Tuesday, June 26, 2012

Product Testing

As consumers, we are prone to consume stuff.  But have you ever wondered about some of the products that we use on a daily basis?  How safe they are?  How these products might behave if subjected to some external stimuli?  If they were to be used in a manner probably not recommended by the manufacturer?

Have you ever heard of the Consumer Protection Agency?  I think they're the ones responsible for testing the products that we use every day, making sure that they're safe for use.  If they're not, then that's what they should be doing. For the most part, I think that they do a decent job but after all, they are government workers.  And they don't have an unlimited budget.  They can only test for so many different things.  And many of the things that they should test for, well, they get left out.

What sort of things, you may be wondering.

One thing they don't test for-- what if a 500 pound steel ball happens to fall from 100 feet in the air and squarely hits your product, be it a tennis ball, a pair of sneakers, a box of cracker jacks or an automobile.  What happens then? Have you ever seen a commercial touting how well their product stands up to a giant steel ball?  I haven't.

There are all sorts of things like this that they do not test for.  Certainly the most important and the one that we will concern ourselves with is this-- how susceptible is this product to gunfire?

Yes.  You read that correctly.  How well does this product stand up to lead?

This is what we wanted to find out.

But why?  Why on earth would you want to subject different products to this sort of testing? 

Well, for instance, what if you were walking along carrying a can of spray paint and a bad guy jumps out in front of you.  Let's say that the bad guy is holding a 12 gauge and he fires a shot at close range, striking your spray paint squarely in the middle.  What could you expect to happen?

Here's another instance.  What if you're camping out in the boonies, a long way from civilization and you only have one bottle of mustard.  What if one of your buddies gets mad at you and because and only because mustard is your favorite condiment, he pulls out a 12 gauge and shoots it.  Might there be enough left for you to make it through the weekend or will you be forced to shove his head into the fire in revenge?  Don't tell me this thought has never crossed your mind.

These are just some of the questions that need to be answered.  After all, an informed consumer is a smart consumer.
So, we intended to correct this governmental shortcoming and test a few products for ourselves.

Wait a minute.  Isn't scientific testing rather methodical and boring?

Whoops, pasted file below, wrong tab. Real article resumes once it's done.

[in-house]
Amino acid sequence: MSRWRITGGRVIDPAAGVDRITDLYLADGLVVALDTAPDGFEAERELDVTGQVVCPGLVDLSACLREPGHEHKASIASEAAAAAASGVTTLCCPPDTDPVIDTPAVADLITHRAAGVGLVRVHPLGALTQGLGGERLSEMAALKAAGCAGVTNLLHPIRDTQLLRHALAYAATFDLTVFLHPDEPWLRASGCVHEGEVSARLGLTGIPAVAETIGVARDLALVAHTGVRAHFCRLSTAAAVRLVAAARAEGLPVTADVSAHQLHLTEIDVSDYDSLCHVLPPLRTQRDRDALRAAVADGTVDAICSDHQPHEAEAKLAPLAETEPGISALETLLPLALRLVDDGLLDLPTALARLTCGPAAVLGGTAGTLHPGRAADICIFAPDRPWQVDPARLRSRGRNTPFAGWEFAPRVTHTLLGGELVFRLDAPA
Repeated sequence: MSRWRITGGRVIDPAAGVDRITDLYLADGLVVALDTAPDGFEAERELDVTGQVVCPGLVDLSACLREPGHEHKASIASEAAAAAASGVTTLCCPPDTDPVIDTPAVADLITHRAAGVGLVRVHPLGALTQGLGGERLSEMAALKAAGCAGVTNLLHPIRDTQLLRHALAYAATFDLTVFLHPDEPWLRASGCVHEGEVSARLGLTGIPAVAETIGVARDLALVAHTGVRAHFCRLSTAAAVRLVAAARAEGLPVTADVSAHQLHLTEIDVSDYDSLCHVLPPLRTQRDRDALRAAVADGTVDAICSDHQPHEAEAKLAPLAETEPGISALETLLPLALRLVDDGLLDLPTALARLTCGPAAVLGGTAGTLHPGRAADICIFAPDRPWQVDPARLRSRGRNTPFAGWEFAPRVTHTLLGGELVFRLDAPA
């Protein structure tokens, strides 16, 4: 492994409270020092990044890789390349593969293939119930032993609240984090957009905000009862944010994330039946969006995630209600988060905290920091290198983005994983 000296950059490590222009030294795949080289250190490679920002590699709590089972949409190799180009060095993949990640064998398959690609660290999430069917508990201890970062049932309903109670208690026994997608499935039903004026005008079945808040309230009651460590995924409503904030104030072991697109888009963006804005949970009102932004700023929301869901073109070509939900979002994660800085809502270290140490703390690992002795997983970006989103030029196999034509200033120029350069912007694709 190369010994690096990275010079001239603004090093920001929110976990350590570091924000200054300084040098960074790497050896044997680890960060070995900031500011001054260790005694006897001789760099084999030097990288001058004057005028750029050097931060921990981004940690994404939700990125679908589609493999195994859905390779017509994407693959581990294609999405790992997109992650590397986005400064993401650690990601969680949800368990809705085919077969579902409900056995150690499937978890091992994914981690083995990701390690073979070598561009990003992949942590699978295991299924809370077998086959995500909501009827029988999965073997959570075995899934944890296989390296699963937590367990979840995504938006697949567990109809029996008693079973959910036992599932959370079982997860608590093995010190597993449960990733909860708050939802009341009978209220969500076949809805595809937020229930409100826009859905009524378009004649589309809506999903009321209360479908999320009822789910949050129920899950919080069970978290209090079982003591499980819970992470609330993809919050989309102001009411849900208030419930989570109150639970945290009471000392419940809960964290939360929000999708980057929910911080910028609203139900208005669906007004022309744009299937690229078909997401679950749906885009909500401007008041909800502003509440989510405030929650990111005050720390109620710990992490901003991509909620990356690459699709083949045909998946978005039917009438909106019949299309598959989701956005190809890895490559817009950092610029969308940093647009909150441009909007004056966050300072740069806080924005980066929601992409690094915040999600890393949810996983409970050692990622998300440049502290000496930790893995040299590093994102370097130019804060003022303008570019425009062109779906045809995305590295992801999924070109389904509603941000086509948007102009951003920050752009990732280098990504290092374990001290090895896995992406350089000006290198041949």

Yes it is.  But in the interest of mankind, someone had to do it.

The results were..............  Rather interesting.  Most of the products performed pretty much as expected but there were a couple of surprises.  I guess you can see for yourself.

The first product that we tested was a can of mustard greens.  How well would it stand up to a 500 pound steel ball?  Who knows?  We didn't have a 500 pound steel ball.  We tested it for something else.

Can of mustard greens vs. 12 gauge birdshot

That was certainly interesting wasn't it.  Did it turn out the way you thought it might?

OK, let's say that you don't have a can of mustard greens that you can test for yourself.  All that you possess is one lousy lime.  What might happen to it against the giant steel ball?

Lime vs. 12 gauge birdshot.  Who cares what a lime would do against the steel ball.

OK.  So the pattern is established.  In case you're still looking for a giant steel ball, don't.  You will only confuse yourself.  I wonder what's coming up next?

How about that spray paint I was talking about?  This is 12 gauge 00 buck against black spray paint.

What if an errant 12 gauge slug came zipping through camp and right through your sack of vittles, striking your 5 pound bag of flour?  Might you still be able to make biscuits?

I guess you might.  How bad do you want those biscuits?

How about testing another lime.  OK.  Let's.

The lime did not fare well against birdshot.  Maybe it will do better against 00 buck.

What if someone did shoot a can of shaving creme with a 12 gauge?  Would it still be usable?  Or would you have to shave dry?

How about oats?  If a can of dry oats were suddenly struck by a round of 00 buck, could you still make oatmeal with it?

And what if you were making burritos at night.  What if your only sour cream happened to get hit
By birdshot?
Well, this is what would happen.

OK.  That is all the time we had for product testing on that day.  Now, is there anything that we have learned from our experiences, any lessons that you can take away from this little experiment and apply to your own life?  I hope that there is.

Here are my observations and conclusions.

1.  Done correctly, scientific research is fun
2. As a general rule, food seems to be fairly susceptible to gunfire.  For whatever reason, it just will not tolerate a lot of it.  Perhaps it is time for the manufacturer's to update their packaging to accommodate this.
3. In addition to a lovely mist, when struck squarely with a 12 gauge charge, a can of spray paint gives off a nice secondary explosion.  And this will certainly require further experimentation.
4.  12 year old girls do not make terribly good cameramen.
5.  Now you know what to do with that stash of very old shotgun shells.
6. Shooting stuff is fun.

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